Letters submitted by BDN readers are verified by BDN Opinion Page staff. Send your letters to letters@bangordailynews.com.

Act now to de-escalate 

There is growing unrest and a threat of escalating violence between two political factions here in the U.S., and we must earnestly consider means for mitigating such trends here in Maine.

The alt-right/Qanon/white nationalist movement has become legitimized by President Trump and others elected to Congress. Around the nation, white nationalist groups have become a consistent presence during this year’s protests, culminating in a shooting of three people this week in Kenosha, Wisconsin, allegedly by a 17-year-old boy. As protests continue, stories like these will become more frequent.

It is no secret that such white nationalist tendencies exist here in our state, and given the polarization of our citizenry, it is only a matter of time before there are clashes in the streets. Perhaps they will begin elsewhere first, but violence elsewhere will inspire violence here.

We cannot change how police act in other parts of the country. We cannot change how citizens of other states interact with each other. But we have the power to enact change in our state. Our government cannot condone vigilantism like the police of Kenosha, who allowed that vigilante presence instead of dispersing them as per the city-wide curfew.

I am urging our elected officials, leaders of community groups and law enforcement, to act now by focusing on community building and de-escalation, facilitating de-radicalization and protecting the rights of protestors instead of provoking them. We need to be proactive in preventing future clashes between citizens with divergent political beliefs.

Douglas Bermingham

South Portland

The way representation should be 

Maine. The way life should be, because of people like Sen. Susan Collins.

Because she has not been wishy washy, it is being portrayed as a weakness. Collins votes independent of what is politically correct. She is at the top of her game, as a result of years of hard work: something we understand here in Maine.

Collins could become chairman of the powerful Appropriations Committee and be in a very strong position to be a voice for Maine and hard-working Americans. Her track record is being trashed, since she works for the people and not the party. If Sara Gideon gets elected, she could be in an office next to the janitor’s closet and relegated to whichever committee best serves Chuck Schumer’s politics.

Collins knows what it is to be a Mainer, because that is all she has ever been, because that is where her family roots come from. She has everything invested in Maine. We need to vote for people who have successfully worked hard for us.

R. Scott Jellison

Hermon

I want the best for America 

For two days, I tried to listen to the Republican convention. I found after two minutes into a speech I often had to mute the speaker. I unmuted when the analysts came on to share their perspectives. When I did listen, I heard about the dark things Democrats would do to America. And after letting it all sink in, I got mad. How dare they say that I, as a Democrat, want to ruin my country — to turn it into a society of violence and destruction.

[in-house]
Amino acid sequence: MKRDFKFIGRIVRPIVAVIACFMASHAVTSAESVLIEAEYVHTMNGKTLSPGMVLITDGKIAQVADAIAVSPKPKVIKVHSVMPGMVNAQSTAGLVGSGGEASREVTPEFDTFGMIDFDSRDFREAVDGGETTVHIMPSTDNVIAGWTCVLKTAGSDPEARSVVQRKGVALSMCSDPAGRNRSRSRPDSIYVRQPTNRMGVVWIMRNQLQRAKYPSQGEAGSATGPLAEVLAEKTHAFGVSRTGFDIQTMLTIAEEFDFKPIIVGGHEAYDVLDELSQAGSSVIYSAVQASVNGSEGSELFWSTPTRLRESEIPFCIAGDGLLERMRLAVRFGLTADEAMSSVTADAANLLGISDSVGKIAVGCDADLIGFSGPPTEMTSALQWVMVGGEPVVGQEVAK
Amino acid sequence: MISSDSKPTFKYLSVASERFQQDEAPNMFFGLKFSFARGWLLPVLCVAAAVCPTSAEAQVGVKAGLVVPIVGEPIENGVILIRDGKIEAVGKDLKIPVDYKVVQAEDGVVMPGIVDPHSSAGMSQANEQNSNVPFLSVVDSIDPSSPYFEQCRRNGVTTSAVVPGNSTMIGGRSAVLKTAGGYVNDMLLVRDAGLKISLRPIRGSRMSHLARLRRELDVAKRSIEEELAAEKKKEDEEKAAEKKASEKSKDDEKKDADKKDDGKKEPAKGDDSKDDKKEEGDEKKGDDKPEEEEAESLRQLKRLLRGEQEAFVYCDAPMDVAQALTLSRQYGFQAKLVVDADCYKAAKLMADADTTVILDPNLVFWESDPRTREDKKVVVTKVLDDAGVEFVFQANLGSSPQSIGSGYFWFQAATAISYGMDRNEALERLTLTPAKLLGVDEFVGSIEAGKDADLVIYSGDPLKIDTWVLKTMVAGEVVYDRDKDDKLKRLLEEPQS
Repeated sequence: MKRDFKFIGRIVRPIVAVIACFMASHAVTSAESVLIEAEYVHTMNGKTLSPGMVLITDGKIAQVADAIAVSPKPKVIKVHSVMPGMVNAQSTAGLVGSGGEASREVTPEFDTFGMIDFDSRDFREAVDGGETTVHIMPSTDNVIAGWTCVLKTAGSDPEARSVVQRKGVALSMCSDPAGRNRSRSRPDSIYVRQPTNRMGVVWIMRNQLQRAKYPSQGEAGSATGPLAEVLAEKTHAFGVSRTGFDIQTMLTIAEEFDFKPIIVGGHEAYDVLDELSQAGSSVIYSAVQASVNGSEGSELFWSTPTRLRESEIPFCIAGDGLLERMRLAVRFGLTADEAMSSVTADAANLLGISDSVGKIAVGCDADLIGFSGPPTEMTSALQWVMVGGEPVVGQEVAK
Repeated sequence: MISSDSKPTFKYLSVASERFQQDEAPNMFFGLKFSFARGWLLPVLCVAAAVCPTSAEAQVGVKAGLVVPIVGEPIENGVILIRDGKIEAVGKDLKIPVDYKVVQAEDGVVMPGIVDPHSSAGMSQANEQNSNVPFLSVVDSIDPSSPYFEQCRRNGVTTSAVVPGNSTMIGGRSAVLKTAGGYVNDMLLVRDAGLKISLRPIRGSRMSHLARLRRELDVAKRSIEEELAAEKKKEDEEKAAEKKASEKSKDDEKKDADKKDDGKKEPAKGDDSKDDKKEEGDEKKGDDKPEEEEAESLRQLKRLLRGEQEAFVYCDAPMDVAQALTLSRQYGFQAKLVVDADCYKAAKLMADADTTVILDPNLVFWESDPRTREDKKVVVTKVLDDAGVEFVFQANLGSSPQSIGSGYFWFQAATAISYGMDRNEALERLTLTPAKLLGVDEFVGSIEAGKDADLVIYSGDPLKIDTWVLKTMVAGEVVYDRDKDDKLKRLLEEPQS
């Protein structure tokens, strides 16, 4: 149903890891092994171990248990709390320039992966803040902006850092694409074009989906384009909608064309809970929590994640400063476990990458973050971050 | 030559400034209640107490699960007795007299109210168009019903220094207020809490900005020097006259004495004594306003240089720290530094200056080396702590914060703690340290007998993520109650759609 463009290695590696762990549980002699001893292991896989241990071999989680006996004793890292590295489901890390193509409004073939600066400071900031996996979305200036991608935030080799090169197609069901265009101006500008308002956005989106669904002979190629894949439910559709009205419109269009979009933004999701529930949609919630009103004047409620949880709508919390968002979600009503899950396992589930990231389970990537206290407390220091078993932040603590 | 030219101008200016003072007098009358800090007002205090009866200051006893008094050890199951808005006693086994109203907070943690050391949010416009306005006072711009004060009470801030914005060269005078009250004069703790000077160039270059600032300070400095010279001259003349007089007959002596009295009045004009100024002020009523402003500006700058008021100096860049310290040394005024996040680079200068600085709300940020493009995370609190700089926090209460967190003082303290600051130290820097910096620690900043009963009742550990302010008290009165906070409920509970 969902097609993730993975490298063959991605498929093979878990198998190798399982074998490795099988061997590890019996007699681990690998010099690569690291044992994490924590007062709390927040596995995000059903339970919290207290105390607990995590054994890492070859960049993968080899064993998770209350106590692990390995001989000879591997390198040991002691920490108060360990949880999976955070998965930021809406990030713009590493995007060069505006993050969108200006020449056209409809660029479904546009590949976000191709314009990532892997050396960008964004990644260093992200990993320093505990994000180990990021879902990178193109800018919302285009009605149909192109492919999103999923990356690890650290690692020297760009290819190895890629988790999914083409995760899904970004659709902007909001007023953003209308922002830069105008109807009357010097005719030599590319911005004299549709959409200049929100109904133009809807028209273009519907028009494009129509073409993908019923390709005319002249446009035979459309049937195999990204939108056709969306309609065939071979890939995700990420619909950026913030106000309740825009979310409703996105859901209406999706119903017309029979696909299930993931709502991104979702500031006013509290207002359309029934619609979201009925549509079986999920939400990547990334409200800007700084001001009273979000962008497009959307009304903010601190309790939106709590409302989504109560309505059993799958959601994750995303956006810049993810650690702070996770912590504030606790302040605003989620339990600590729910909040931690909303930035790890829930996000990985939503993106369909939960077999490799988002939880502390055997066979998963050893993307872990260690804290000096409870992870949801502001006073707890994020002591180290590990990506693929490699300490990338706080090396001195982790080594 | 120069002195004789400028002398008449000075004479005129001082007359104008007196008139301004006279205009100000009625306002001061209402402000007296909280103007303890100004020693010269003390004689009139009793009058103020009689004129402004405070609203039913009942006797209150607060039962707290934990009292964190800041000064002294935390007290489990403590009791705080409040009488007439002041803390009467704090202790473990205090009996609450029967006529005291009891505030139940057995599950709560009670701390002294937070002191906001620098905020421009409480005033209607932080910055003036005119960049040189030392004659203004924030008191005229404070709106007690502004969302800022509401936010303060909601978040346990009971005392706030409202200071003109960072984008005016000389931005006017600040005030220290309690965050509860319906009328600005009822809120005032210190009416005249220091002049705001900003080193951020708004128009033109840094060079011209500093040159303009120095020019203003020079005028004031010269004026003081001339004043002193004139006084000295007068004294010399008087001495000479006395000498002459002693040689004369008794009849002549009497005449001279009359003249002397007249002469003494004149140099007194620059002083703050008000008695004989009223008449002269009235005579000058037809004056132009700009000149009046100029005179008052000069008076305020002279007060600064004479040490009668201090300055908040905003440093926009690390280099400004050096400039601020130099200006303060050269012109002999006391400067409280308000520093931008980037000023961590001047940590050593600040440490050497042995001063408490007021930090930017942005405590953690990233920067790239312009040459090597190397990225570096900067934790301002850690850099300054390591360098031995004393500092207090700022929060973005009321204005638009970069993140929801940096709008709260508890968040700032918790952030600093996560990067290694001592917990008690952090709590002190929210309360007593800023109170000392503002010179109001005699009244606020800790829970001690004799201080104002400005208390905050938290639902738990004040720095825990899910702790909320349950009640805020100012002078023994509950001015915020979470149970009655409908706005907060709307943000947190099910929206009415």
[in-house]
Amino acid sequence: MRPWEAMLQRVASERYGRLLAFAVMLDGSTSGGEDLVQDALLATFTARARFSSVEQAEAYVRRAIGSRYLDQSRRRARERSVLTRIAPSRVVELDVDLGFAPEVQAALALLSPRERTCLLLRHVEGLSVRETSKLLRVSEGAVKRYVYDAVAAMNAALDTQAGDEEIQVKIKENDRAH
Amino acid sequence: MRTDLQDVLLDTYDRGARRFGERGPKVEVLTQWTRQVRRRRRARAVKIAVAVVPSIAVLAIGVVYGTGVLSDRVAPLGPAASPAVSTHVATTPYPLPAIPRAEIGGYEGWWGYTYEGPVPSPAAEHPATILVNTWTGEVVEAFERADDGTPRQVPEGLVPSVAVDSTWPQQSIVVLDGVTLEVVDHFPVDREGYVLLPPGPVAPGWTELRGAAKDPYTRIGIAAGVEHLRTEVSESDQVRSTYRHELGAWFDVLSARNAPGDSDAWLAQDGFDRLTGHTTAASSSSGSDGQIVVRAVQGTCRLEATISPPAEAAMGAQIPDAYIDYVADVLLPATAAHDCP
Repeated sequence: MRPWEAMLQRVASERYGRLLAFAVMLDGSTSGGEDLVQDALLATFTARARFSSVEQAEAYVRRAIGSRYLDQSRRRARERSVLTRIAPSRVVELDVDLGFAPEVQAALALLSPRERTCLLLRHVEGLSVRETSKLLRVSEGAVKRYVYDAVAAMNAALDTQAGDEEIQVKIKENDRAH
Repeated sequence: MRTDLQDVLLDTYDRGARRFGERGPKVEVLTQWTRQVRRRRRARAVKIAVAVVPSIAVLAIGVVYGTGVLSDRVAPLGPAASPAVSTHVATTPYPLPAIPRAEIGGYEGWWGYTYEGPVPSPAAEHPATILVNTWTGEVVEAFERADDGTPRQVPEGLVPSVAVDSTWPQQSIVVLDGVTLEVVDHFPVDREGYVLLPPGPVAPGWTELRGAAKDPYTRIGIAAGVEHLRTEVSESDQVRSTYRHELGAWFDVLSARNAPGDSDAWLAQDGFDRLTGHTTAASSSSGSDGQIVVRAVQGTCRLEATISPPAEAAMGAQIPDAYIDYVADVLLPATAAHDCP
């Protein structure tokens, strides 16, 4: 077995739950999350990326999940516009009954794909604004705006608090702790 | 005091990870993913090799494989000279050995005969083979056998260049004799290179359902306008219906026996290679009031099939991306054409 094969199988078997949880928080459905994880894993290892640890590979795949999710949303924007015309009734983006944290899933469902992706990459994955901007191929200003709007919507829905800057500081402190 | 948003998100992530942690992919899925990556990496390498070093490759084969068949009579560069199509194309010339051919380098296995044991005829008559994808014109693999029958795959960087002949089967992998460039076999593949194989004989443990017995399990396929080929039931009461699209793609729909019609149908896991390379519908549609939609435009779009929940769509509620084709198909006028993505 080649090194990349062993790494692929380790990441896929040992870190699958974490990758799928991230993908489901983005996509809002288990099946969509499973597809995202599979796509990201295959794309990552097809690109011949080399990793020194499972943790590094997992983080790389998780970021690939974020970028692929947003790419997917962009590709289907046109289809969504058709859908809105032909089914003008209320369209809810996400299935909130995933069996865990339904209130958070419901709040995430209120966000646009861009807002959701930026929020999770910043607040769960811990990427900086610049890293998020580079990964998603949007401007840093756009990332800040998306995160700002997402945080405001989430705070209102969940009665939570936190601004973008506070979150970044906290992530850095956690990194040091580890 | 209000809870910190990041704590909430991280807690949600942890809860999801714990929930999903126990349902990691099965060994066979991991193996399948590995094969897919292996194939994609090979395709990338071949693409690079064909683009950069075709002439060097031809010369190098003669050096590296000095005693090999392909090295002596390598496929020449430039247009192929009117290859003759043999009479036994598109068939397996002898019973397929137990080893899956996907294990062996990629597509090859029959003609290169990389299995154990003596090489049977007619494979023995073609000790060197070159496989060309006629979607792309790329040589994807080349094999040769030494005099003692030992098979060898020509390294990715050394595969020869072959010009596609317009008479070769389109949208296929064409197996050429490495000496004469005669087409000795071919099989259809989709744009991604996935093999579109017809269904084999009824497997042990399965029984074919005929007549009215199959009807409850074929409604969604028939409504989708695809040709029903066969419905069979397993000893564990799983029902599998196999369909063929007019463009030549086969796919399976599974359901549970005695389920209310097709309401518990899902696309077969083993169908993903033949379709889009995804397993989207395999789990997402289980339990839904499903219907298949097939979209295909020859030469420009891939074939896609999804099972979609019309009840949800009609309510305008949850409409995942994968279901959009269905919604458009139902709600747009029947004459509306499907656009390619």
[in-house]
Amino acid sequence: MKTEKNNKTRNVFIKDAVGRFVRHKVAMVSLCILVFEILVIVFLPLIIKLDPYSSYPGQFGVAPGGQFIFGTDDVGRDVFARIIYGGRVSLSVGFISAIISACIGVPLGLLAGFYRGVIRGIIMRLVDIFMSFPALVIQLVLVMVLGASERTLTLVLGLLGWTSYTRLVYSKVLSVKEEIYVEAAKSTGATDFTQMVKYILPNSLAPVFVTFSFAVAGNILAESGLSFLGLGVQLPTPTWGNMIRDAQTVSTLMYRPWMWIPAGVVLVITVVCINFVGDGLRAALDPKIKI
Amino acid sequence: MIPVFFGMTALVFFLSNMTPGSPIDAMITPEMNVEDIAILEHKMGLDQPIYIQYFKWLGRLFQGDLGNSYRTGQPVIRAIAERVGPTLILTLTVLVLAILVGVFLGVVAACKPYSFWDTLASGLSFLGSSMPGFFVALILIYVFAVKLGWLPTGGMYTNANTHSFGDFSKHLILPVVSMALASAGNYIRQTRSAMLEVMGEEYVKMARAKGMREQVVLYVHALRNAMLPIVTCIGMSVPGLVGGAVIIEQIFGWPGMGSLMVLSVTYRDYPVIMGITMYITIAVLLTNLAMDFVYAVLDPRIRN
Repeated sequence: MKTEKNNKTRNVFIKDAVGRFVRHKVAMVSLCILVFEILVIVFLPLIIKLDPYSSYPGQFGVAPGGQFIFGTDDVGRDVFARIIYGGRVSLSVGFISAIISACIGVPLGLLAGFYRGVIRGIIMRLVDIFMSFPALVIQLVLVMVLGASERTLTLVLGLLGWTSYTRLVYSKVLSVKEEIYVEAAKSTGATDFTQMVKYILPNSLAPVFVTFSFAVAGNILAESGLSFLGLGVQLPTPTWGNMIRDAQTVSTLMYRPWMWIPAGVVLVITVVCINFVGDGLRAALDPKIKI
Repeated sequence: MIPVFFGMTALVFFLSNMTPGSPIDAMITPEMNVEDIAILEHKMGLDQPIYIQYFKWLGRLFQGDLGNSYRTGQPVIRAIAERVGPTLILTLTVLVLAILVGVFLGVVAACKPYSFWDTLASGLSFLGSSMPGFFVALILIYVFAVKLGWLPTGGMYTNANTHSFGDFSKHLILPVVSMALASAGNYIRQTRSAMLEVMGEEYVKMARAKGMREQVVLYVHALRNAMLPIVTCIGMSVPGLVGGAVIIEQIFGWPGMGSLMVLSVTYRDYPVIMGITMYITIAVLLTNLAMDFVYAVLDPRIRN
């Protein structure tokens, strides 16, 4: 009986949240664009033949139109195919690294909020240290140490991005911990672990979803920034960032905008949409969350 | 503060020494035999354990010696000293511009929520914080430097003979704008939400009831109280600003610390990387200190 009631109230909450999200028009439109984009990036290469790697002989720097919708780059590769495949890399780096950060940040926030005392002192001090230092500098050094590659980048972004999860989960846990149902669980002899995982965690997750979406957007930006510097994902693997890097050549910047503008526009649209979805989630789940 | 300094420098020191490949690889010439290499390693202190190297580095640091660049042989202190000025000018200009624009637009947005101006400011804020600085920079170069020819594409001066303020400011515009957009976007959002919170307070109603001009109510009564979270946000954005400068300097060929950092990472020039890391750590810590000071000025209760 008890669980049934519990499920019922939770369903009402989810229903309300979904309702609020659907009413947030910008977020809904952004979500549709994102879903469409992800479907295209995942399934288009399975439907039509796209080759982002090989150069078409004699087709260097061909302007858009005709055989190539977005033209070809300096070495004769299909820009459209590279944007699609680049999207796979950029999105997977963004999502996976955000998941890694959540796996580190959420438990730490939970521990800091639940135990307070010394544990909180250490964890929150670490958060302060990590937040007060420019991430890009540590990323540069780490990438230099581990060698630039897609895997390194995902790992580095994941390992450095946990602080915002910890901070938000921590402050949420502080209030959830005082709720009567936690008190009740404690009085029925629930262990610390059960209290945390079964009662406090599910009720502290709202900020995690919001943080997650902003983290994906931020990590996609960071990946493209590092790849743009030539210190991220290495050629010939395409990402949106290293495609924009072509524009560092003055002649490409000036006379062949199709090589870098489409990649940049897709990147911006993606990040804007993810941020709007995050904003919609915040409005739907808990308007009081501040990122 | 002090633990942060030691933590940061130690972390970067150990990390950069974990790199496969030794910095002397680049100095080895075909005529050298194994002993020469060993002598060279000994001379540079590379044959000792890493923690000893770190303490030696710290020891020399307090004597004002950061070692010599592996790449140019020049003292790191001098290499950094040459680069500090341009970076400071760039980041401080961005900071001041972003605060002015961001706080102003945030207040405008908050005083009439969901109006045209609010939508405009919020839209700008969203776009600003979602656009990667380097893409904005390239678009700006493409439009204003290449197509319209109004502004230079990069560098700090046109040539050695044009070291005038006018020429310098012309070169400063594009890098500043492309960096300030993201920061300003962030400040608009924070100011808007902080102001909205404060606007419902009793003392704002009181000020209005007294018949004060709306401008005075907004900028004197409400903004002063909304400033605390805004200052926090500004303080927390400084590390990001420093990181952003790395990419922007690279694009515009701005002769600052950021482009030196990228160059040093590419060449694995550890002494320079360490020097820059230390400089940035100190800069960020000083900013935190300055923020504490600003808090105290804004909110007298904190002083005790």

I did not hear one speaker at the Democratic convention say Republicans were going to ruin this country. Oh, they had a lot to say about President Donald Trump. But I did not hear them suggest Republicans love their country any less than they do. In fact, they appealed to Republicans who do love their country.

I resent to the depths of my being any suggestion that I, as a Democrat, want anything less than what is best for us, for all of us, so that we can be proud of who we are. So that we can indeed work together to create a more perfect union.

Mary Royal

Winterport

What happened to law and order?

I am confused. I have listened to President Trump say he is the one we can depend on for law and order. I see him and his supporters using government facilities (like the White House) for campaign events.

But I understand that it is illegal to use public facilities or other publicly financed resources for partisan political purposes, like campaigning. How can the law and order president ignore federal law like this?

I guess it’s OK because he can do whatever he wants? Isn’t that what the rioters are doing; whatever they want regardless of the law? So, why is it wrong for them and OK for Trump?

I thought the law applies equally to all?

Dean Crocker

Manchester

Tracking the costs 

Let’s take a peek at $25 billion proposed to help the post office process our voting envelopes. If all 154 million voters use the mail, the payment to the U.S. Postal Service is $162.30 per envelope!

If half of us vote absentee (that is what some expect), the payment to the USPS is $324.60 per mailed envelope! That does not include the postage we will all pay to mail the envelopes!

Contract UPS at $9.25 per tracked envelope, please!

Mike Woodworth

Auburn